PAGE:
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Dealing with a large integer

 
 
Mark McIntyre
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      03-06-2006
On 6 Mar 2006 19:50:19 GMT, in comp.lang.c , Jordan Abel
<(E-Mail Removed)> wrote:

>Post code that you think safely uses gets and i'll prove it wrong within
>the context of the API you are using to "ensure" it.


This is such an easy challenge to defeat, I won't embarrass you.

>[well, i'm hoping
>you're using the unix api, since i wouldn't have the first clue about
>any other one]


Quite.
Mark McIntyre
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"Debugging is twice as hard as writing the code in the first place.
Therefore, if you write the code as cleverly as possible, you are,
by definition, not smart enough to debug it."
--Brian Kernighan

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Mark McIntyre
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      03-06-2006
On Mon, 06 Mar 2006 12:34:53 -0800, in comp.lang.c , Ben Pfaff
<(E-Mail Removed)> wrote:

>(E-Mail Removed)-cnrc.gc.ca (Walter Roberson) writes:
>
>> In article <(E-Mail Removed)>,
>> Jordan Abel <(E-Mail Removed)> wrote:
>>>Post code that you think safely uses gets and i'll prove it wrong within
>>>the context of the API you are using to "ensure" it. [well, i'm hoping
>>>you're using the unix api, since i wouldn't have the first clue about
>>>any other one]

>>
>> How about something like this:
>>
>> Open a file w+. Write known data into it. fseek() back to the
>> beginning of the file. gets() with a buffer at least as big as
>> the data to be written.

>
>gets() reads from stdin. You'll have to use freopen() to replace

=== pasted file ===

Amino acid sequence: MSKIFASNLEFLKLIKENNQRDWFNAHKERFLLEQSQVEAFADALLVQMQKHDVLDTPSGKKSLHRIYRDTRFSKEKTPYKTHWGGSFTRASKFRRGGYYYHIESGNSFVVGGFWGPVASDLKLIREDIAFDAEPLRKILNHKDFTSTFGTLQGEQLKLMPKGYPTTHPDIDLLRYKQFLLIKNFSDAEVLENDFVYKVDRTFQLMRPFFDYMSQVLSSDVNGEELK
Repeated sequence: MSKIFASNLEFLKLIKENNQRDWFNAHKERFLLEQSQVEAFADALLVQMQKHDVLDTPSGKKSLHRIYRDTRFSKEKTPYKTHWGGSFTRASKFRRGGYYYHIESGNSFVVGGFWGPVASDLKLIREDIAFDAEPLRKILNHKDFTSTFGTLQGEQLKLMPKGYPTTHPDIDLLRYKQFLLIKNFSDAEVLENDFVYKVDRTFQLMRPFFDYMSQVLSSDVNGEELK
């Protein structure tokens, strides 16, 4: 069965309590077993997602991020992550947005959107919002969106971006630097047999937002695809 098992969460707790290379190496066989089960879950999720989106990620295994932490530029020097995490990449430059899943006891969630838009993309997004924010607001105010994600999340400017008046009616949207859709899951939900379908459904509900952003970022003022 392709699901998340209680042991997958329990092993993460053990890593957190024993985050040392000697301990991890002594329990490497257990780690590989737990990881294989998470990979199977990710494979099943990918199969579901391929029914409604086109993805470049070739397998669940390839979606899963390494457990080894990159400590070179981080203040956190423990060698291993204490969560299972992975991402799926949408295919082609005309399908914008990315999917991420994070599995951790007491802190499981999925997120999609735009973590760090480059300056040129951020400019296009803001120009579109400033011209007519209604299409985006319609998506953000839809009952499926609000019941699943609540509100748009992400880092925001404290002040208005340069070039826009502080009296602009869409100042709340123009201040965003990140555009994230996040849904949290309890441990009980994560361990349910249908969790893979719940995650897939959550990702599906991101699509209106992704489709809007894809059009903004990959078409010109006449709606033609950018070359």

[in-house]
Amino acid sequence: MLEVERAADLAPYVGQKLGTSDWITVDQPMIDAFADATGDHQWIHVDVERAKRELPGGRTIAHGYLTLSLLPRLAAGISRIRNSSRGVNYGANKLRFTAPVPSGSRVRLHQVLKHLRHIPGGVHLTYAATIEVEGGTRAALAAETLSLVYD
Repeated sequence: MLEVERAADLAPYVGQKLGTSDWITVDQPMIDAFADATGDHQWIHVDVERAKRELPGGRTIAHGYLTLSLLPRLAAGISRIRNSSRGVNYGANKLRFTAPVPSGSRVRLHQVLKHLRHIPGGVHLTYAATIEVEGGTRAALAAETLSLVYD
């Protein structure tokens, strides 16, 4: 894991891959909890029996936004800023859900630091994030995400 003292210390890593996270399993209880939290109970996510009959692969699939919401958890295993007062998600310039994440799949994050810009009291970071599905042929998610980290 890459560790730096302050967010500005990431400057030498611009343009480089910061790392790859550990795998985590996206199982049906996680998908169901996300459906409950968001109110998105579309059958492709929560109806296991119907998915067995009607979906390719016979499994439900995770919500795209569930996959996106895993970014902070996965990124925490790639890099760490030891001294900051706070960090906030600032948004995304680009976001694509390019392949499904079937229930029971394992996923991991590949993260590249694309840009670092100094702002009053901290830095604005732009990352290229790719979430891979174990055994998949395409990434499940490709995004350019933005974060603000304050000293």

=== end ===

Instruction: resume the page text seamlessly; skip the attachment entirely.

>stdin by your file. Seems like a pretty big stretch to make just
>to use gets() safely, when you could just use a better designed
>function instead.


Nobody's arguing that its sensible to use gets(), merely with the
assertion that its "impossible" to use safely, even in a controlled
envrionment.

Heck if nuclear waste and anthrax can be safe, in the right
environment then ...
Mark McIntyre
--
"Debugging is twice as hard as writing the code in the first place.
Therefore, if you write the code as cleverly as possible, you are,
by definition, not smart enough to debug it."
--Brian Kernighan

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yong
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      03-13-2006
russell kym horsell wrote:
> yong <(E-Mail Removed)> wrote:
>
>>Hi all
>>I have an large integer in this format

>
> [lemm call this X:]
>
>>x1*256^5 + x2*256^4 + x3*256^3 + x4*256^2 + x5*256 + x6
>>now I must convert it to this format

>
> [Y:]
>
>>y1*900^4 + y2*900^3 + y3*900^2 + y4*900 + y5
>>x1-x5 is given.I must get y1-y4 from it.
>>How can I do this on my 32bit PC?
>>Sorry for that my English is poor.
>>Thanks.

>
>
>
> Some kind of pdf encoder, eh?
>
>
> There's probably a lot of literature on smart tricks, but
> the basic idea (beside simply using 64-bit integers and brute force --
> BTW even 32-bit PC's can do h/w 64-bit arith these days) is to note that
>
> X % 900 = Y % 900 = y4.
>
> Then we see that
> 256^5 % 900 = 376
> 256^4 % 900 = 796
> 256^3 % 900 = 316
> 256^2 % 900 = 736
> 256^1 % 900 = 256
>
> So we must have y4 = (376*x1 + 796*x2 + 316*x3 + 736*x4 + 256*x5 + x6) % 900 .
> (Look, maw, only 16-bit arithmetic!)
>
> Similiarly for the other y_i.


Thanks.

It's really a good idea. :]

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